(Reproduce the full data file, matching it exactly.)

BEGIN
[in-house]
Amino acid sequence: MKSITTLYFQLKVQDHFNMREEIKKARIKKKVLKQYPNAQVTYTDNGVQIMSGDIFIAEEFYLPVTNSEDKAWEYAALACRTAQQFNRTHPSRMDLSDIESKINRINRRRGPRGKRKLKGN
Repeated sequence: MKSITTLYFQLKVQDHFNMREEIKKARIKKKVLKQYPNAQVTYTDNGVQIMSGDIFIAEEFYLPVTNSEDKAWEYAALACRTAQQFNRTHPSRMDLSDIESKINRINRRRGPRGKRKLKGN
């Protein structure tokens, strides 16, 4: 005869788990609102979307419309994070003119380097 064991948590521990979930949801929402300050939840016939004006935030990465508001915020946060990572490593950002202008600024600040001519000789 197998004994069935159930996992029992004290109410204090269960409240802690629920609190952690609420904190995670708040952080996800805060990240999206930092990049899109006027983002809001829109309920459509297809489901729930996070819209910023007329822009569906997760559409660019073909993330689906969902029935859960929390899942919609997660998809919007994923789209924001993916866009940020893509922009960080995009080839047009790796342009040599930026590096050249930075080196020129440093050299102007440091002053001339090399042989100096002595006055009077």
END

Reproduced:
[in-house]
Amino acid sequence: MKSITTLYFQLKVQDHFNMREEIKKARIKKKVLKQYPNAQVTYTDNGVQIMSGDIFIAEEFYLPVTNSEDKAWEYAALACRTAQQFNRTHPSRMDLSDIESKINRINRRRGPRGKRKLKGN
Repeated sequence: MKSITTLYFQLKVQDHFNMREEIKKARIKKKVLKQYPNAQVTYTDNGVQIMSGDIFIAEEFYLPVTNSEDKAWEYAALACRTAQQFNRTHPSRMDLSDIESKINRINRRRGPRGKRKLKGN
């Protein structure tokens, strides 16, 4: 005869788990609102979307419309994070003119380097 064991948590521990979930949801929402300050939840016939004006935030990465508001915020946060990572490593950002202008600024600040001519000789 197998004994069935159930996992029992004290109410204090269960409240802690629920609190952690609420904190995670708040952080996800805060990240999206930092990049899109006027983002809001829109309920459509297809489901729930996070819209910023007329822009569906997760559409660019073909993330689906969902029935859960929390899942919609997660998809919007994923789209924001993916866009940020893509922009960080995009080839047009790796342009040599930026590096050249930075080196020129440093050299102007440091002053001339090399042989100096002595006055009077």